Federal prosecutors have been pressuring the landlords of medical marijuana shops in California to either shut down their shops or risk losing their property under a civil statute originally designed to allow the government to seize drug-trafficking organizations’ assets.

The Obama administration has continued to restrict medical marijuana despite the fact that 3/4 of the American public believes the federal government should back off enforcement against medical marijuana in states where the drug is legalized.

What is with our president? Last month a new biography drew a vivid portrait of young Barry Obama as a wigged-out college pothead sometimes known as The Interceptor for his practice of jumping his place in the toking order and seizing the joint in progress prior to appointed turn.

As a candidate for president in 2008 Obama promised to leave state-approved medical marijuana alone, but since taking office his so-called Department of Justice has continued and extended the insane anti-marijuana policies of the Bush administration.

For example, as Angela Lee reports in AlterNet, the number of drug offenders in prison and jail, or on probation and parole, continues to skyrocket. During 2009, the first year of the present administration, almost 337,500 people were incarcerated for drugs in the United States, nearly twice as many as the 179,070 being held in 1990—only 20 years

Even more alarming is the number of drug offenders in federal prisons, which has exploded from 30,470 in 1990 to almost 100,000 in 2009. (In 1980, there were only 4,900 prisoners housed in federal facilities for "drug" offenses, less than 5% of the present number.) The conviction of "drugs" means that possession or sales of an illegal drug was the person's most serious offense, even if he or she were convicted of multiple offenses.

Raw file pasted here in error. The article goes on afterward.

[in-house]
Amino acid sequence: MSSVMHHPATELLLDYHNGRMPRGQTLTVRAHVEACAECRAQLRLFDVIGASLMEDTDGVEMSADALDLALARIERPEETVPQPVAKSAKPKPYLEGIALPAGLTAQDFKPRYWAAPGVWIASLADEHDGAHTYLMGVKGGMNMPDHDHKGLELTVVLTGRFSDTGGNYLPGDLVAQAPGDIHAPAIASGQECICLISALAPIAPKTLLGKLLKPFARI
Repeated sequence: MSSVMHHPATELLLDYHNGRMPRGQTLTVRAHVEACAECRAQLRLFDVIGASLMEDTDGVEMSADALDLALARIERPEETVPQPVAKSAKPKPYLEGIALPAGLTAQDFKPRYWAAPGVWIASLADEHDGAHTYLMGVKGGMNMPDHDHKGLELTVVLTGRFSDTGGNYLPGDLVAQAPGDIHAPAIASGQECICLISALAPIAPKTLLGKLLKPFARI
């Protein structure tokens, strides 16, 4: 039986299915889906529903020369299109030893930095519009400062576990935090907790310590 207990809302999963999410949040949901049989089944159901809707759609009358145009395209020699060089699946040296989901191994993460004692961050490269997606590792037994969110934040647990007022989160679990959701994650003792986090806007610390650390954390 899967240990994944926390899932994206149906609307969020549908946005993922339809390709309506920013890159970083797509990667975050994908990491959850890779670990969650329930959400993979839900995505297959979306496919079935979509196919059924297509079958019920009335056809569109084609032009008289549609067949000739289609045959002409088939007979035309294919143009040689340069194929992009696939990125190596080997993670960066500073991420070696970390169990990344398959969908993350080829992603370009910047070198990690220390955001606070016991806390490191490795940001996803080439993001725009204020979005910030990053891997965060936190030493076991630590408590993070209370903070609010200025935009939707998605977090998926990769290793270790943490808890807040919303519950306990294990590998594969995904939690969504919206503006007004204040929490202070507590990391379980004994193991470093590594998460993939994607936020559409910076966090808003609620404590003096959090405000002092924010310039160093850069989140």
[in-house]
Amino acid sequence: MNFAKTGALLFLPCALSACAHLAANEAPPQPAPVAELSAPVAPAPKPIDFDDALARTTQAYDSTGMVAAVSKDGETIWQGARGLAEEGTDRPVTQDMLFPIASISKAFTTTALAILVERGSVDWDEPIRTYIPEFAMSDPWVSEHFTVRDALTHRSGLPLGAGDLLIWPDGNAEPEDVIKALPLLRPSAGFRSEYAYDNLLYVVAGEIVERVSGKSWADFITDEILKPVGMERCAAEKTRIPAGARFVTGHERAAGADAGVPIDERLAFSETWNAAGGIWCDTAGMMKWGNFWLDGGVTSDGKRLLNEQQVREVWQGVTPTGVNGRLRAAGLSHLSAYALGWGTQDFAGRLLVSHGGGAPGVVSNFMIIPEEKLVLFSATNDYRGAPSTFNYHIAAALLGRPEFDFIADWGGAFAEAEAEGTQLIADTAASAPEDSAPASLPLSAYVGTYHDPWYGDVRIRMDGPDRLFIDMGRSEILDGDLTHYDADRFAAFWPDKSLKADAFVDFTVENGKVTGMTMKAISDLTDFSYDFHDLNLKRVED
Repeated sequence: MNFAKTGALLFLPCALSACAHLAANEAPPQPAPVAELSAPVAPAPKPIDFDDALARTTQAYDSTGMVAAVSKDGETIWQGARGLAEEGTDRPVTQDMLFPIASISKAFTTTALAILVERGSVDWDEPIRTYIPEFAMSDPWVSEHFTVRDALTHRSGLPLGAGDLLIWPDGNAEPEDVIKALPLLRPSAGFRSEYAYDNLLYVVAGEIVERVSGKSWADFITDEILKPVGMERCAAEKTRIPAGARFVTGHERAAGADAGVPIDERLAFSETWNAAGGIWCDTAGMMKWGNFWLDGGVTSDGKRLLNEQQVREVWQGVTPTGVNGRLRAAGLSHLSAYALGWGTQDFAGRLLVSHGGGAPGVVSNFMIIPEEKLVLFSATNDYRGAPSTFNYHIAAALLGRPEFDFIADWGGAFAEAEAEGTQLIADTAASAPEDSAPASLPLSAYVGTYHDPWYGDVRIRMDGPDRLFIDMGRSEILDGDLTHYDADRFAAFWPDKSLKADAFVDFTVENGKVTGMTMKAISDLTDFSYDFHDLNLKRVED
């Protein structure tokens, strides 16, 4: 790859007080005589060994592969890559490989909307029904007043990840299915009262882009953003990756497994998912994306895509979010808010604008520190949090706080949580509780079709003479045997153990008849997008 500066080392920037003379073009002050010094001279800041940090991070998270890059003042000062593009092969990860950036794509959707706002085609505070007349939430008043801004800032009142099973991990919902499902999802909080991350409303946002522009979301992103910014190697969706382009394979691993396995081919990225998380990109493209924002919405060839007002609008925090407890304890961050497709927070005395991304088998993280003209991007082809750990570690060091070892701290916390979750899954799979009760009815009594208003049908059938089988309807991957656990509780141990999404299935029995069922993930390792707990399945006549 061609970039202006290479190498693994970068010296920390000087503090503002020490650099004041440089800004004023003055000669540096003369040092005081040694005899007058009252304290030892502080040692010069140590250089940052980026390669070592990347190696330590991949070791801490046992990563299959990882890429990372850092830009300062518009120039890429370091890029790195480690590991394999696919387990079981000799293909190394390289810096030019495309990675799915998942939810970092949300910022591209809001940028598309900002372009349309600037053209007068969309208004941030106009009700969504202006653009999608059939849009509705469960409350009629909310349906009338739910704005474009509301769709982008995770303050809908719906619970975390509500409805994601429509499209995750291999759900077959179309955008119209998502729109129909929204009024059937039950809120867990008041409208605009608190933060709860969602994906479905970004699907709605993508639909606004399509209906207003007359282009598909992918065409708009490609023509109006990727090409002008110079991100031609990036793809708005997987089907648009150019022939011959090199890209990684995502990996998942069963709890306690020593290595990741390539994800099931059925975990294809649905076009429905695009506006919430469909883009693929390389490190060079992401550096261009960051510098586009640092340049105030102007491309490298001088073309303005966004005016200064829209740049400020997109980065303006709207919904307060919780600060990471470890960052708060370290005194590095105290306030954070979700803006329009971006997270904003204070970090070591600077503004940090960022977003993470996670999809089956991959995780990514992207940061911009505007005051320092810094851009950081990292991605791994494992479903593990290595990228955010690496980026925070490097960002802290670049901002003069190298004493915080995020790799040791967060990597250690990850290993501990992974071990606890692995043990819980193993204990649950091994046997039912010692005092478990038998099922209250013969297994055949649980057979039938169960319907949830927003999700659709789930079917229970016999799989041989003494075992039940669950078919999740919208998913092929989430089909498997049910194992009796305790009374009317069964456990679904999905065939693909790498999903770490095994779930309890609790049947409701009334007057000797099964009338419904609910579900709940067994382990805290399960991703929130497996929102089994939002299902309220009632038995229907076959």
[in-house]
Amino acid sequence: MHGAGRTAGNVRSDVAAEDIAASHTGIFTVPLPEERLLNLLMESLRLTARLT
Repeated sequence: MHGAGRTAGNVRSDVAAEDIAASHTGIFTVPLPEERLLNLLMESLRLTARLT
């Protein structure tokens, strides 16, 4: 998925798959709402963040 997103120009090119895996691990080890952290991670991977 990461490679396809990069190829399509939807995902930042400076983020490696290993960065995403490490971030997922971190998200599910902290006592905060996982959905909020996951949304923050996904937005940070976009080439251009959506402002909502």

Ms. Lee points out that this analysis omits counts for "drug" offenders in local jails, even though these facilities housed an estimated 767,434 inmates in 2009.

Anthony Gregory, a research assistant at The Independent Institute, wrote an impassioned plea in the Huffington Post for an end to this madness, arguing that “The entire drug war is a monstrosity, a crime against the Bill of Rights, the greatest contributor to gang violence, a wholesale attack on our civil liberties and the right of individuals to control their own bodies.

“Characterizing drug problems as a criminal justice issue has been an unmitigated failure, except for serving law-enforcement special interests, growing the bureaucracy, and deepening the pockets of drug kingpins who profit off this madness…. No result of legal cannabis could be as bad as what we have now.

“Since October 2009, the Obama administration has executed over 170 SWAT raids of dispensaries. But right now, 3/4 of Americans—including 2/3 of Republicans—want these federal raids against state-legalized medical marijuana dispensaries to end.

“If ever there was an issue where a president was out of touch with the American people, especially with those in his own party, the war on marijuana is it.

“The war on pot is hypocritical and immoral. It needs to end. Unfortunately, the prison and police lobbies want to keep this calamitous crusade going, because the war on pot is a lynchpin for the rest of the drug war. The DEA and Drug Czar require marijuana to be included in their data on illicit substances, which they use to make the drug problem appear as big as possible.”

Gregory concludes with a serious challenge to all of us: “If the American people want to end the misery of the war on pot, it will take more than a casual opposition to the laws. We must rally against the entire prohibitionist mindset and the cult of absolute power.”

June 17-18, 2012

© 2012 John Sinclair. All Rights Reserved.